Debt collectors knocking on your door and calling you on the phone can seem overwhelming and discouraging. Although you might just want to pretend they don’t exist, ignoring them won’t make your problems go away. If you have issues with the debts in collection status, you may contest debt to resolve the issues. You have some protection from the Fair Debt Collection Practices Act, which institutes provisions that will prevent collection agencies from engaging in some activities.
Respond in writing promptly to the first contact you receive from a collection agency. According to the Fair Debt Collection Practices Act, you have 30 days to dispute the debt. If you don’t respond with 30 days, you won’t be able to contest the debt later.
Provide all relevant details in your letter to the collection agency. Include details such as your name, account number, amount owed and the reason you are contesting the debt. You might contest a debt if, for example, you have already paid it, you returned the item for which payment is sought, or you are a victim of identification theft.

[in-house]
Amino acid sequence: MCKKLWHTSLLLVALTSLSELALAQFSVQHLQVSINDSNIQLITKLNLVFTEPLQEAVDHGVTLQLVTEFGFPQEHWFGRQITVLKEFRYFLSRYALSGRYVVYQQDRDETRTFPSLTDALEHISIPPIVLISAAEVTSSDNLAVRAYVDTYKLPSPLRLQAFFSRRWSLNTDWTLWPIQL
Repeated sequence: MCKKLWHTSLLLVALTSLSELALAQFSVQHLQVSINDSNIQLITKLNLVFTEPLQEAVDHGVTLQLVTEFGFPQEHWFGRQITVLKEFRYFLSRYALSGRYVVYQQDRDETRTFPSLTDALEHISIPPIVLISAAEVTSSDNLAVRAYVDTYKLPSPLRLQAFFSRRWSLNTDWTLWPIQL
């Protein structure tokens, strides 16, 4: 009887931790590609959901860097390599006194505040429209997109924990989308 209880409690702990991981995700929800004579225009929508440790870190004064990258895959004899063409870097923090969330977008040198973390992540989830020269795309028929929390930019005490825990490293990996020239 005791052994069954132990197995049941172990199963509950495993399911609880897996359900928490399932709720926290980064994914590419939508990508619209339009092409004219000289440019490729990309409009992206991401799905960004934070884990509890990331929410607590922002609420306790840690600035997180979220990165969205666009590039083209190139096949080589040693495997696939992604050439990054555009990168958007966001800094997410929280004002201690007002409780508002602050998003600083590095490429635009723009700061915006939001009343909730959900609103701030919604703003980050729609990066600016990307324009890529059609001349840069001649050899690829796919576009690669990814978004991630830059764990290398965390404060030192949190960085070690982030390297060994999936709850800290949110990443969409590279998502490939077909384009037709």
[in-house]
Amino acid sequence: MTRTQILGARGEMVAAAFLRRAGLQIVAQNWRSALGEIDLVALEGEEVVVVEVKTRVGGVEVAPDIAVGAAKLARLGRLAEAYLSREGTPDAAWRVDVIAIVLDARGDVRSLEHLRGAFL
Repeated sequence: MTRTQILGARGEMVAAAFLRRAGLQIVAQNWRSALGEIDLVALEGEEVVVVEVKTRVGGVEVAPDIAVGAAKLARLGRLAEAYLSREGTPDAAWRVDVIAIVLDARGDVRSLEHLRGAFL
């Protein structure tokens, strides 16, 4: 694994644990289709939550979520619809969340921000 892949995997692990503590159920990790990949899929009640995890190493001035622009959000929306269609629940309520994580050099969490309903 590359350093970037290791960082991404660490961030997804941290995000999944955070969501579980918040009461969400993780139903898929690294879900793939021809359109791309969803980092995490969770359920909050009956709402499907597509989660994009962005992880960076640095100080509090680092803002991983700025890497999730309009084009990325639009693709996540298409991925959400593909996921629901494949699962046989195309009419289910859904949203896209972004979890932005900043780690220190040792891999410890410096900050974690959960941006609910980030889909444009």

Inform the collection agency that you want it to correct any reports already given to credit reporting agencies under terms included in the Fair Debt Collection Practices Act. Also, inform the collection agency that you do not want representatives to contact you again regarding the debt. Sign the letter.
Make two copies of the letter. Keep one copy for your files and send the other copy to the original creditor. Send the original document to the collection agency, along with copies of supporting documents that prove your claim for not owing the debt, such as proof of payment or a police report that supports your claim of identity theft.
Send the letter and supporting documents to the collection agency via certified mail to ensure proof of the mailing.
- Provide a copy of your letter and supporting documents to the Federal Trade Commission Bureau of Consumer Protection to report a complaint. The address is 600 Pennsylvania Avenue, NW, Washington, DC 20580. This enables the FTC to track patterns of violations. The FTC does not resolve consumer debt disputes.
Kathryn Hatter is a veteran home-school educator, as well as an accomplished gardener, quilter, crocheter, cook, decorator and digital graphics creator. As a regular contributor to Natural News, many of Hatter's Internet publications focus on natural health and parenting. Hatter has also had publication on home improvement websites such as Redbeacon.